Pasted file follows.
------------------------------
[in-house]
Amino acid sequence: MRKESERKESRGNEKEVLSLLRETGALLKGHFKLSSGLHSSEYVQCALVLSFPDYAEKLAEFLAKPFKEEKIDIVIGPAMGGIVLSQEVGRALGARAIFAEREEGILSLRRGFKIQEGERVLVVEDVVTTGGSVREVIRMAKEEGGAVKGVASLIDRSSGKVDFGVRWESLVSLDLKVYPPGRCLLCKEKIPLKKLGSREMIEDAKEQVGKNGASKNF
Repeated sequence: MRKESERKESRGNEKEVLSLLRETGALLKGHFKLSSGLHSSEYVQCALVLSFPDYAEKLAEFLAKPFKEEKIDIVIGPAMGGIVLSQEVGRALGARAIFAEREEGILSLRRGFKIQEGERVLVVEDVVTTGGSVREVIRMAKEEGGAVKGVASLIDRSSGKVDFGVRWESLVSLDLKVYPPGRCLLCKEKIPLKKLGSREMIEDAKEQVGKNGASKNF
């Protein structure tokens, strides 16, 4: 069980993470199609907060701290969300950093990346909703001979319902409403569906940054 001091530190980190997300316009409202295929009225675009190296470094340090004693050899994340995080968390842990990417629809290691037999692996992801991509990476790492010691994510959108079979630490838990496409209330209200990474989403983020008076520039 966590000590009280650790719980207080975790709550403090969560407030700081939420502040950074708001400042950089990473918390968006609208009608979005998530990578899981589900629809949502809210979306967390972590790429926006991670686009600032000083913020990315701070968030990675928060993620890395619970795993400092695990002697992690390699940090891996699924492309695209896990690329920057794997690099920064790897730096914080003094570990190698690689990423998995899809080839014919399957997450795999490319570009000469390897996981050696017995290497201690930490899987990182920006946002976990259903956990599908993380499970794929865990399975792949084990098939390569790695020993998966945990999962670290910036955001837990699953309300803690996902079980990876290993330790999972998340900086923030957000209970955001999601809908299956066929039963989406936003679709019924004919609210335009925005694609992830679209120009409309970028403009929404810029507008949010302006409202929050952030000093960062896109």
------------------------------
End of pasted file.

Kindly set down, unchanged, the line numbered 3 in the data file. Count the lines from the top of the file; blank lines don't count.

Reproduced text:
Repeated sequence: MRKESERKESRGNEKEVLSLLRETGALLKGHFKLSSGLHSSEYVQCALVLSFPDYAEKLAEFLAKPFKEEKIDIVIGPAMGGIVLSQEVGRALGARAIFAEREEGILSLRRGFKIQEGERVLVVEDVVTTGGSVREVIRMAKEEGGAVKGVASLIDRSSGKVDFGVRWESLVSLDLKVYPPGRCLLCKEKIPLKKLGSREMIEDAKEQVGKNGASKNF